FDA issues complete response letter regarding the NDA for carisbamate

FDA issues complete response letter regarding the NDA for carisbamate

The U.S. Food and Drug Administration (FDA) issued a complete response letter regarding the New Drug Application (NDA) for carisbamate, an anti-epileptic drug in development, announced Ortho-McNeil-Janssen Pharmaceuticals, Inc.

The NDA, filed in October 2008 by Johnson & Johnson Pharmaceutical Research and Development, L.L.C. (J&JPRD) on behalf of Ortho-McNeil-Janssen Pharmaceuticals, Inc. seeks approval to market carisbamate (COMFYDE(TM)) for the adjunctive treatment of partial onset seizures in patients 16 years of age and older.

The company is currently evaluating the FDA's complete response letter, and will respond to the agency's questions as quickly as possible.

About Partial Onset Seizures and Epilepsy

According to the Epilepsy Foundation, epilepsy is one of the most common disorders of the nervous system. It is defined by recurrent unprovoked seizures. It is categorized as "generalized" or "partial" depending on the location of the abnormal electrical activity in the brain that characterizes the disorder. Partial-onset seizures are common and are often difficult to treat. Partial-onset seizures are most often characterized by simple or complex repetitive movements, but virtually any sensory or emotional symptom can also occur as part of a partial seizure, including complex visual or auditory hallucinations. There are two categories of partial onset seizures: simple partial seizures (in which consciousness is retained), and complex partial seizures (in which consciousness is impaired or lost). Partial seizures can generalize and lead to tonic clonic seizures, during which the patient loses consciousness and is at risk for falling or injury.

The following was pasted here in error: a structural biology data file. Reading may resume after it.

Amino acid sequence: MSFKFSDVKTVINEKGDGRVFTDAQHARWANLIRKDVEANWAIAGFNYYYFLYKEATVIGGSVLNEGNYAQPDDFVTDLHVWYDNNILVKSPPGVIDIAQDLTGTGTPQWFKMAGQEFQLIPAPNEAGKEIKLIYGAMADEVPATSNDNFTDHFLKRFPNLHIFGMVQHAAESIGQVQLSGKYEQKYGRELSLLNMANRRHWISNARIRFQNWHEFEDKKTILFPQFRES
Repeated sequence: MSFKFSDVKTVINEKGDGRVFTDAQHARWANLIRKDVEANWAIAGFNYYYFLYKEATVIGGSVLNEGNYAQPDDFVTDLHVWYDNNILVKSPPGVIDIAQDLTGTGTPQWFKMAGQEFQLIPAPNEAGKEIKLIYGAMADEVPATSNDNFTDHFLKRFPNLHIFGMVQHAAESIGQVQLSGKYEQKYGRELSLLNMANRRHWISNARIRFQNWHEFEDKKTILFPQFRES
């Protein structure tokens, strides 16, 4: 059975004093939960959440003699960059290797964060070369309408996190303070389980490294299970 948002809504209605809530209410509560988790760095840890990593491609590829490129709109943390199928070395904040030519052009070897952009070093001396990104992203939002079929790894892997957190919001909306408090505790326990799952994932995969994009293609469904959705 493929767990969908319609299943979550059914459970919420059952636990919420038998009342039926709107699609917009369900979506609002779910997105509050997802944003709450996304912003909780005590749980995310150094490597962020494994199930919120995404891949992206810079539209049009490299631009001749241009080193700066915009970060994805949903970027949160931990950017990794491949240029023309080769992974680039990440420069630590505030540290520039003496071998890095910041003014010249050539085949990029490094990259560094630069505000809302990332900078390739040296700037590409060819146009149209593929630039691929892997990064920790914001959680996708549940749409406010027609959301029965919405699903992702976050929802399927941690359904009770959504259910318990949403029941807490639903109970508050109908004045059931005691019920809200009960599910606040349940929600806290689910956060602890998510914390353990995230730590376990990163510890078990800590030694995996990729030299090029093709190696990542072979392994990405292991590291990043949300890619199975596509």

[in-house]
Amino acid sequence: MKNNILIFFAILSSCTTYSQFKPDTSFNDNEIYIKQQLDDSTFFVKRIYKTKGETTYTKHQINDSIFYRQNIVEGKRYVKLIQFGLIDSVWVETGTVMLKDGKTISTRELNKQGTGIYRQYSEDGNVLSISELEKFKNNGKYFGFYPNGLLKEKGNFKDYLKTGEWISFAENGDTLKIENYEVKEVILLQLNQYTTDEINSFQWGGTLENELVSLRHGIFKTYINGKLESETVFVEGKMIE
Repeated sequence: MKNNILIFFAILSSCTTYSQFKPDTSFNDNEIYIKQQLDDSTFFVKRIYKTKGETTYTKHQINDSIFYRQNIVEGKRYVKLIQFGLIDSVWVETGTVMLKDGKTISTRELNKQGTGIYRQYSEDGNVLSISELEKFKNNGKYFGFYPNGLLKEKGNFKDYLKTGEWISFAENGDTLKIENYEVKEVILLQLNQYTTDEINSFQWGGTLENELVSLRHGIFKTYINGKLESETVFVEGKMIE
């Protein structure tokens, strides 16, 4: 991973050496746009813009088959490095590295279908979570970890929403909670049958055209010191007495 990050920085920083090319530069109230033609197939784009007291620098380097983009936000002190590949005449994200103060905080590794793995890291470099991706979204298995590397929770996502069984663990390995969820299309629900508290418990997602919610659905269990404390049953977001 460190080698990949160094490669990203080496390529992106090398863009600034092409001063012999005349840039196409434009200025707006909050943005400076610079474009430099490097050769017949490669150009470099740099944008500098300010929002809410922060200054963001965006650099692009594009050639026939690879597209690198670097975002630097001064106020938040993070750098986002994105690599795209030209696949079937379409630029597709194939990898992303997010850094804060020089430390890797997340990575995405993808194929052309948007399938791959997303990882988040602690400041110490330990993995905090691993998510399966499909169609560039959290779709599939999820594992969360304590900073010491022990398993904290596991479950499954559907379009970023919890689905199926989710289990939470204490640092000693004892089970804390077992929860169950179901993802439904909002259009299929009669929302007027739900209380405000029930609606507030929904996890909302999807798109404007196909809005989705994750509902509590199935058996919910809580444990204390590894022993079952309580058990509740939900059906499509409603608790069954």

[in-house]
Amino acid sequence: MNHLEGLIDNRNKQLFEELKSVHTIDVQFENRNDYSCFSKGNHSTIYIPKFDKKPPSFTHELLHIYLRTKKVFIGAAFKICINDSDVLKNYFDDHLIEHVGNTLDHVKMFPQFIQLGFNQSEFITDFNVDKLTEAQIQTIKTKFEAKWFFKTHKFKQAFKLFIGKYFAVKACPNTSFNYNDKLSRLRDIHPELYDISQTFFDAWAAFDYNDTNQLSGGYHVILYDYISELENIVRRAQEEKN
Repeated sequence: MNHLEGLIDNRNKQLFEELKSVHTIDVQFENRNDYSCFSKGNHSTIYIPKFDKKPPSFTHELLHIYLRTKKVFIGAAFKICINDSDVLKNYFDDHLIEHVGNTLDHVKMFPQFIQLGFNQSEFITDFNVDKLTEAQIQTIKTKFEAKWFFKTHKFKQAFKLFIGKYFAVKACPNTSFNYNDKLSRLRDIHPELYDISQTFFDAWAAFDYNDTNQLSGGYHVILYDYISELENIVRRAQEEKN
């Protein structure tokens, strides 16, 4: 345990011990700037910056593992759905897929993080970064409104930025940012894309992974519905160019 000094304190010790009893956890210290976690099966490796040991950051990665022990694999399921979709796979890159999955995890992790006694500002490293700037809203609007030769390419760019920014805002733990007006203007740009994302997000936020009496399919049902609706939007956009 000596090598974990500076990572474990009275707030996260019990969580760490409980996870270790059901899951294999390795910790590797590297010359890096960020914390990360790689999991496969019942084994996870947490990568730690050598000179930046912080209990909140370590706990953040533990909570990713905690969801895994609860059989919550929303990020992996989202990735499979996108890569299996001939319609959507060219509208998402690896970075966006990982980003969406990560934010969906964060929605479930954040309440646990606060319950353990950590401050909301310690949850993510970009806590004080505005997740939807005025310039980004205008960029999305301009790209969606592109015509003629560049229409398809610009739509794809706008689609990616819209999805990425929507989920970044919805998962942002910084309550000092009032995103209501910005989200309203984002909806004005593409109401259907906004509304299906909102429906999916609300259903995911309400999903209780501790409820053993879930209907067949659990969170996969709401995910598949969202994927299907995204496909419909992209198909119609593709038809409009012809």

Carisbamate has demonstrated anti-epileptic drug activity when given in addition to other AEDs in clinical trials. Although the precise mechanism of action remains to be elucidated, carisbamate modulates brain neuron activity and thereby reduces epileptic activity and seizures. Carisbamate has been studied in three placebo-controlled, double-blind clinical studies with most common adverse events of dizziness, headache, somnolence, nausea and fatigue.

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